Referring to FIGS. 2 and 3, the tail 110 includes a tail shaft 125 having ends 130 and 135 and extending through either side of a ball and socket joint 138 that includes a movable ball 140 and a stationary socket 145. The ball and socket joint 138 acts as a fulcrum between the ends of the tail-shaft 125 such that directional motion applied to one end of the tail shaft 125 produces an opposite movement in the other end. For example, lifting tail-shaft end 130 causes the other end 135 of the tail-shaft to drop. The ball and socket joint 138 also permits rotation of the tail-shaft 125. Rotation of the tail-shaft 125 causes the ball 140 to correspondingly rotate within the socket 145.

Referring also to FIG. 4, the tail shaft 125 connects to an arm 150 secured within a sleeve 155 by a slot 160 in the sleeve 155 that holds a peg 165 extending from the arm 150. The slot 160 allows the arm 150 to move linearly within the sleeve 155 to extend or contract the length of the arm/sleeve assembly 150 and 155. Rotation of the arm 150 caused by rotation of the tail-shaft 125 does not cause the arm to rotate within the sleeve 155. Rather rotation of the arm 150 also rotates the sleeve 155.

A spring 170 connects the sleeve 155 with an end 175 of a head-shaft 180. Like the tail-shaft 125, the head shaft 180 extends through a movable ball 185 positioned in a stationary socket 190 to form a ball and socket joint 192. The ball and socket joint 192 acts as a fulcrum between the ends 175 and 195 of the head-shaft 180. The spring 170 pulls the connected head-shaft end 175 in the same direction as the sleeve 155 moves. Thus, if sleeve 155 moves downward (as shown in FIG. 3), the end 175 of the head-shaft 180 also moves down. The directional motion of the connected head-shaft end 175 moves the ball 185 within the socket 190 and causes an opposite motion in the other end 195 of the head-shaft 180 (e.g., if end 175 moves down, end 195 moves up). The spring 170 may also pull the sleeve 155 and increase the length of the arm/sleeve assembly. The increase in length of the arm/sleeve assembly eases movement since changing the length requires less effort than stretching the spring 170. The spring 170 also transmits rotational motion of the sleeve 155 caused by rotation of the tail-shaft 125 to the head-shaft 180, so as to cause the head-shaft ball 185 to rotate within the head-shaft socket 190.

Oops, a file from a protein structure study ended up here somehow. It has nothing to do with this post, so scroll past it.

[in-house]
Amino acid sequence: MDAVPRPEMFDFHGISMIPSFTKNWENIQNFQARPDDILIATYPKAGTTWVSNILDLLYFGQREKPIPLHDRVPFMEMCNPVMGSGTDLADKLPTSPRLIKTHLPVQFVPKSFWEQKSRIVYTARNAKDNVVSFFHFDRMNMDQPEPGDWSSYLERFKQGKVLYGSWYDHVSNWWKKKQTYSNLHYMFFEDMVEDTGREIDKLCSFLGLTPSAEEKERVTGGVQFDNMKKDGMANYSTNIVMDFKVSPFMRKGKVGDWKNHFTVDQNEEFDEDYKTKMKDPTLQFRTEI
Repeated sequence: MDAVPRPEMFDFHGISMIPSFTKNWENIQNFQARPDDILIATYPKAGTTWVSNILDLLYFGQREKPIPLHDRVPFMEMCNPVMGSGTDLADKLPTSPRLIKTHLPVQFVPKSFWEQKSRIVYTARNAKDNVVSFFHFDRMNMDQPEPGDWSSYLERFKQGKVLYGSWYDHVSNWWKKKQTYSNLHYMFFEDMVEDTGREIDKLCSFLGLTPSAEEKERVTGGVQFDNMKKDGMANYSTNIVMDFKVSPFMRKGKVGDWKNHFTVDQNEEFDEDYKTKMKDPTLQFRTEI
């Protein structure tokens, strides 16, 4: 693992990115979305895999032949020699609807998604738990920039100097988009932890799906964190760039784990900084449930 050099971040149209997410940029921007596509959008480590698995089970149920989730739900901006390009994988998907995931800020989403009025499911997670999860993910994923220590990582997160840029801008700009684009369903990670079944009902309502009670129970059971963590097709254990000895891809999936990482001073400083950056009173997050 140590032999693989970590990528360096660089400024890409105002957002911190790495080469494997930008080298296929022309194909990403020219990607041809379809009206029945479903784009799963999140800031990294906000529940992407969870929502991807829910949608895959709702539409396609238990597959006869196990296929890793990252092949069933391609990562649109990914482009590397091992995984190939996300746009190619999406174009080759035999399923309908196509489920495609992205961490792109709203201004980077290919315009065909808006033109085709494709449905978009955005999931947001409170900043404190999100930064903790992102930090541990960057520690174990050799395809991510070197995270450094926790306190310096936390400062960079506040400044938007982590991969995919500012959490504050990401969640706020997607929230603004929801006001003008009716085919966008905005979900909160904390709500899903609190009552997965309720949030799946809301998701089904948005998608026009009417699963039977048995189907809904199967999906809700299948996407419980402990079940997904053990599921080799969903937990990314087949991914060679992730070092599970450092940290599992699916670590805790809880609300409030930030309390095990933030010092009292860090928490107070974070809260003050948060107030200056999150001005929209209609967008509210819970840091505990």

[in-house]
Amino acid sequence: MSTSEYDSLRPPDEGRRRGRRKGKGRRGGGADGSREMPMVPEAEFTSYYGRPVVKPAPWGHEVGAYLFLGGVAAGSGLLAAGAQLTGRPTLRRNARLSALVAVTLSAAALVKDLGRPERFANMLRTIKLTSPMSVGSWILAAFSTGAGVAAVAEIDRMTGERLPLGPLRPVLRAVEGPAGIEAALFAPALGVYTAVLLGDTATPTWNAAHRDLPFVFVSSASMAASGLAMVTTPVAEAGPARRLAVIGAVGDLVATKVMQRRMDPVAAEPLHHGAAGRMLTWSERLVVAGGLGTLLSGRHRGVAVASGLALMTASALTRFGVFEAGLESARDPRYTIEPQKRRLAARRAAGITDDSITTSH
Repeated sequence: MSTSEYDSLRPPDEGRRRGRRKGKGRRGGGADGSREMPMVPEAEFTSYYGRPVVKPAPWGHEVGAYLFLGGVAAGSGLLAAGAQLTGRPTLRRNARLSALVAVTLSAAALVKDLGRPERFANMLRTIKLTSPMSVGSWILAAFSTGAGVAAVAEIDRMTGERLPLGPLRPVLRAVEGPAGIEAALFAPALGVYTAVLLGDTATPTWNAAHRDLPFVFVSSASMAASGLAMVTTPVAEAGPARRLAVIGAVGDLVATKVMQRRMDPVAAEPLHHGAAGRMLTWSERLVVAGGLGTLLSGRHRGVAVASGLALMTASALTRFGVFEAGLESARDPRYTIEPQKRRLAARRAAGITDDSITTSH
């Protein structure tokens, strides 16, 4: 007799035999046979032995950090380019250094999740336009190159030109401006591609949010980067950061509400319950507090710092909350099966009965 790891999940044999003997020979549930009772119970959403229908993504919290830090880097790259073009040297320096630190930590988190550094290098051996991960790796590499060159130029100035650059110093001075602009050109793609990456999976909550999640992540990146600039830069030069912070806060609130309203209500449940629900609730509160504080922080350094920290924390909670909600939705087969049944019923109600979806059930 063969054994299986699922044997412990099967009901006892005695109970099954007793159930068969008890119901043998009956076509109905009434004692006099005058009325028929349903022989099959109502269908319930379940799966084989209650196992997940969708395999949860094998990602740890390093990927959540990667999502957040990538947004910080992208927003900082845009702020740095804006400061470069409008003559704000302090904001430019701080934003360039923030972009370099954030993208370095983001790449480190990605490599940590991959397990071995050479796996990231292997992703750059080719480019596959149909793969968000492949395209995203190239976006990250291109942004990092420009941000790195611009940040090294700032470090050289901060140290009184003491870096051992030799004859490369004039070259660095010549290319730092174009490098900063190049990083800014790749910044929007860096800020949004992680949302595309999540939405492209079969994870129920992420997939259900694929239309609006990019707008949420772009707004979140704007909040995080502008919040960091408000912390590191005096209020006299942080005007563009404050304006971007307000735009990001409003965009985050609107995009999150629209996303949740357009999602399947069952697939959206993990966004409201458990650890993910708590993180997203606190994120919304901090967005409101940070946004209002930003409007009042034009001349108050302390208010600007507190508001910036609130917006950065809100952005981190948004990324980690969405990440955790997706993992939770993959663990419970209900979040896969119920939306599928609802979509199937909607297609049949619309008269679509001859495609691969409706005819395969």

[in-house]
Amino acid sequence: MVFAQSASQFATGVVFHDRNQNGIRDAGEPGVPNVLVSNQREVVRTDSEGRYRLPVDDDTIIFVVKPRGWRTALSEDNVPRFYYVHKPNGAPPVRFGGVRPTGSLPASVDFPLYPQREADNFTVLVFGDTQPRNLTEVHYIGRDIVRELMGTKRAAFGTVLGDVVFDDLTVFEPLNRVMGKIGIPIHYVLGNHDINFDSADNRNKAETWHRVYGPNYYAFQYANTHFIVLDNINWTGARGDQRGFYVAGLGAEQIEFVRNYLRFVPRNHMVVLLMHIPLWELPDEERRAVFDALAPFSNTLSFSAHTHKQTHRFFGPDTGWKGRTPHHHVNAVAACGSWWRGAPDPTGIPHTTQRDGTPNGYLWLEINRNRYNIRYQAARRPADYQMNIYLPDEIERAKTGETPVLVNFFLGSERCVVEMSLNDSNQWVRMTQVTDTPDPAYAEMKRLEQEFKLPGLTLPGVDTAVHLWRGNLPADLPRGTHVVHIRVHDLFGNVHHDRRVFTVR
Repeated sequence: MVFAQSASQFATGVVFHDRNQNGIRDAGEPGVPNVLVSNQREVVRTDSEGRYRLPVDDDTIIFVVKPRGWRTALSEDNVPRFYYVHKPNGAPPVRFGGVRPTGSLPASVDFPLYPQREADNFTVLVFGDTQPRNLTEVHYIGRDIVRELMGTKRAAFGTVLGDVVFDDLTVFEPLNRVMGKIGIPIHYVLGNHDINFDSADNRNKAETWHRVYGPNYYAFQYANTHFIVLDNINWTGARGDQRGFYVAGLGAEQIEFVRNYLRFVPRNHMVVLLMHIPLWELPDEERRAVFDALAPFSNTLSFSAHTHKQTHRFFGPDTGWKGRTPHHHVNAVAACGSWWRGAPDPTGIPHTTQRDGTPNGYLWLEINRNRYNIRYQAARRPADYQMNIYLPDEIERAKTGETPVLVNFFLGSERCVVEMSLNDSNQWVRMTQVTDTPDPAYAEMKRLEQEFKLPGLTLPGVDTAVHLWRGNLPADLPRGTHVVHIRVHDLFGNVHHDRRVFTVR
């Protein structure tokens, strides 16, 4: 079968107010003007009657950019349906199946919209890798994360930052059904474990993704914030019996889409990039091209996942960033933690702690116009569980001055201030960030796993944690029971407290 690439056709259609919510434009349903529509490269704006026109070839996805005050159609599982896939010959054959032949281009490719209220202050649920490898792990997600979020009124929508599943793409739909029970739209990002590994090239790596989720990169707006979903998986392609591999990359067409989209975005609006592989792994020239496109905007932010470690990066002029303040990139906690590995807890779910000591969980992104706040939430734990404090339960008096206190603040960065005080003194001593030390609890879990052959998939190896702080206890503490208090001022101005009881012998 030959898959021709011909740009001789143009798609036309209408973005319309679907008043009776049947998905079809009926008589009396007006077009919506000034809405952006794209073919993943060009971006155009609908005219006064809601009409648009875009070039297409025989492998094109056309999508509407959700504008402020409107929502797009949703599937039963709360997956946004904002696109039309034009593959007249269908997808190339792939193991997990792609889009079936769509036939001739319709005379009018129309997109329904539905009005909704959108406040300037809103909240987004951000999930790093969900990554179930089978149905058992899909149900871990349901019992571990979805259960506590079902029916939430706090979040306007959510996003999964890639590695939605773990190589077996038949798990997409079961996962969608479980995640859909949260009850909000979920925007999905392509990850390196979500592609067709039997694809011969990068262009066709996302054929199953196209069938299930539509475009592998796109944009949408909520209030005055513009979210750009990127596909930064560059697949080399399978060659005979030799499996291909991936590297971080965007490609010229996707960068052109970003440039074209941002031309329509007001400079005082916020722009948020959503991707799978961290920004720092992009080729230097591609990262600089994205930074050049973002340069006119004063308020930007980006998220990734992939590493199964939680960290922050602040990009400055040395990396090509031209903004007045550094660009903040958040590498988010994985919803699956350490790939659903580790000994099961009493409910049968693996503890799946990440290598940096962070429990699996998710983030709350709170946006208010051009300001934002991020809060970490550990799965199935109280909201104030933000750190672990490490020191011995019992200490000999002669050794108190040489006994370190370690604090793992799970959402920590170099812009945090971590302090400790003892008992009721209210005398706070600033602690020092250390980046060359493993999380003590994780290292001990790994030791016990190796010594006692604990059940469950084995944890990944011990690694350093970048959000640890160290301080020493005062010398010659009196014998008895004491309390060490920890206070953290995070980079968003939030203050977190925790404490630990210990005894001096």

Referring to FIG. 3, lifting the tail 110 above the level shown in FIG. 2 causes the head 105 to similarly lift. To briefly recount the interaction of parts that produces this effect, lifting the tail 110 lifts the free end 130 of the tail-shaft 125. This causes ball 140 to rotate counter-clockwise in socket 145 and the opposite end 135 of the tail-shaft 125 to move down. This motion also depresses the arm 150 and sleeve 155. The spring 170, pulled down by the arm 150 and sleeve 155 pulls down one end 175 of the head-shaft 180. This causes ball 185 to rotate clockwise in socket 190, thus lifting the other end 195 of the head-shaft 180.

Referring to FIGS. 5a-5g, directional movement of the tail 110 causes mirrored directional movement of the head 105. Directional movements include up (FIG. 5b), down (FIG. 5c), and lateral (FIGS. 5d and 5e) motions. Rotation of the tail 110 also causes substantially identical rotation of the head 105 (FIG. 5f). Any combination of directional and rotations movements of the tail 110 will also be simultaneously transmitted to the opposite end 105. For example, in FIG. 5g, rotating and moving the tail up and to the left causes a similar action in the head.

Other embodiments are within the scope of the following claims.

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Referenced by
Citing PatentFiling datePublication dateApplicantTitle
US7507139 *May 4, 2004Mar 24, 2009Hasbro, Inc.Electromechanical toy
US7517271 *Oct 12, 2005Apr 14, 2009Albert AlfaroControl system for a puppet
US8057275Sep 23, 2008Nov 15, 2011Hasbro, Inc.Toy with pivoting portions capable of rolling over and methods thereof
US8188390Mar 24, 2010May 29, 2012Hasbro, Inc.Electromechanical toy with momentary actuator dual purpose cam mechanism preserving battery life
Classifications
U.S. Classification446/278, 446/330, 446/334, 446/340
International ClassificationA63H3/20
Cooperative ClassificationA63H3/20
European ClassificationA63H3/20
Legal Events
DateCodeEventDescription
May 9, 2012FPAYFee payment
Year of fee payment: 12
May 9, 2012SULPSurcharge for late payment
Year of fee payment: 11
Jun 5, 2008SULPSurcharge for late payment
Year of fee payment: 7
Jun 5, 2008FPAYFee payment
Year of fee payment: 8
May 19, 2008REMIMaintenance fee reminder mailed
Mar 19, 2004FPAYFee payment
Year of fee payment: 4
Mar 26, 1998ASAssignment
Owner name: HASBRO, INC., RHODE ISLAND
Free format text: ASSIGNMENT OF ASSIGNORS INTEREST;ASSIGNORS:LEWINSKI, DAVID P.;DEWAR, DAVID W.;REEL/FRAME:009102/0048
Effective date: 19980313